- You maintained eye contact with each student who spoke.
3. Inferences, causality, and interpretations. This type of feedback has a limited value for learning because the criteria for judgment are missing from the teacher’s evaluation. The teacher may make his own interpretations of the lesson or state a causal relationship. Therefore, the students have only the teacher’s opinion to go on.
In this type of feedback, the statements are from the teacher’s point of view. For example:
- Your explanation helped the other students understand your project. (Inference)
- The criteria you developed guided their evaluative judgment. (Causality)
- The concept you were working on became clearer with each example you gave. (Interpretation)
When the teacher makes such statements, it usurps the self-directedness of the students. A higher degree of self-directedness is achieved when the teacher invites the students to make such causal relationships, inferences, and interpretations for themselves.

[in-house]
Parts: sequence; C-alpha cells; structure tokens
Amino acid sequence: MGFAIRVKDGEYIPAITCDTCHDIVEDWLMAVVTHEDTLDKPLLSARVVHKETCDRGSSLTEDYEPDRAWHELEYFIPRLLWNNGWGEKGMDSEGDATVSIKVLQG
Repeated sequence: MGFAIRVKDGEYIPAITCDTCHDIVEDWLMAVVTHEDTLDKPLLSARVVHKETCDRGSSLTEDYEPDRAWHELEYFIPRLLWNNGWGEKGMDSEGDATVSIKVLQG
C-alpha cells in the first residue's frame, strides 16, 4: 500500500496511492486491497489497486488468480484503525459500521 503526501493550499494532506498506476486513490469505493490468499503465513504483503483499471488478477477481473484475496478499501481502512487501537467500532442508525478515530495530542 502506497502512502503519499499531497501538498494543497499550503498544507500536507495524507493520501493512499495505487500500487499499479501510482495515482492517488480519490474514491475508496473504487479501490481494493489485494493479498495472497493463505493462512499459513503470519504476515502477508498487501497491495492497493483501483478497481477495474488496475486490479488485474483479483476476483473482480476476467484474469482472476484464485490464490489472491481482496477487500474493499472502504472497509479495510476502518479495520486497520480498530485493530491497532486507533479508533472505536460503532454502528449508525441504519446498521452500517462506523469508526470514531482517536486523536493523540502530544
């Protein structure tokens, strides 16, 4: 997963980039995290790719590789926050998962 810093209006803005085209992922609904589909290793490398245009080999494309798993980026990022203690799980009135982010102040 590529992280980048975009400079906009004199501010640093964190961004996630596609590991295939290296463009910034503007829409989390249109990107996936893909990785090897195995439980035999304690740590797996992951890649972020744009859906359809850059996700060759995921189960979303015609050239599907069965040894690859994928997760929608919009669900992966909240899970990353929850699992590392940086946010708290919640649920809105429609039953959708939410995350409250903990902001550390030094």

4. Personal opinions and preferences. This type of feedback is generally better at building rapport than enhancing a student’s capacity for self-directedness because the feedback is based on the teacher’s perspective. The teacher states his own opinion or likes and dislikes.
Examples of this type of feedback include the following statements:
- I really enjoyed observing your presentation.
- You really made me laugh when you told that story.
- I was really engaged when you showed the video clip.
- I think the kids enjoyed hearing about your project.
- Your story reminded me of when I was in school.
Statements like these are useful at the beginning of a feedback conversation, but when they slip into evaluation, they can be counterproductive. These types of statements can build dependency on the teacher because they suggest that the students should give presentations in a way that pleases the teacher. The students may conclude that success of the project or presentation depends on the likes and dislikes of the teacher rather than on whether the presentation or project achieved its intended outcomes.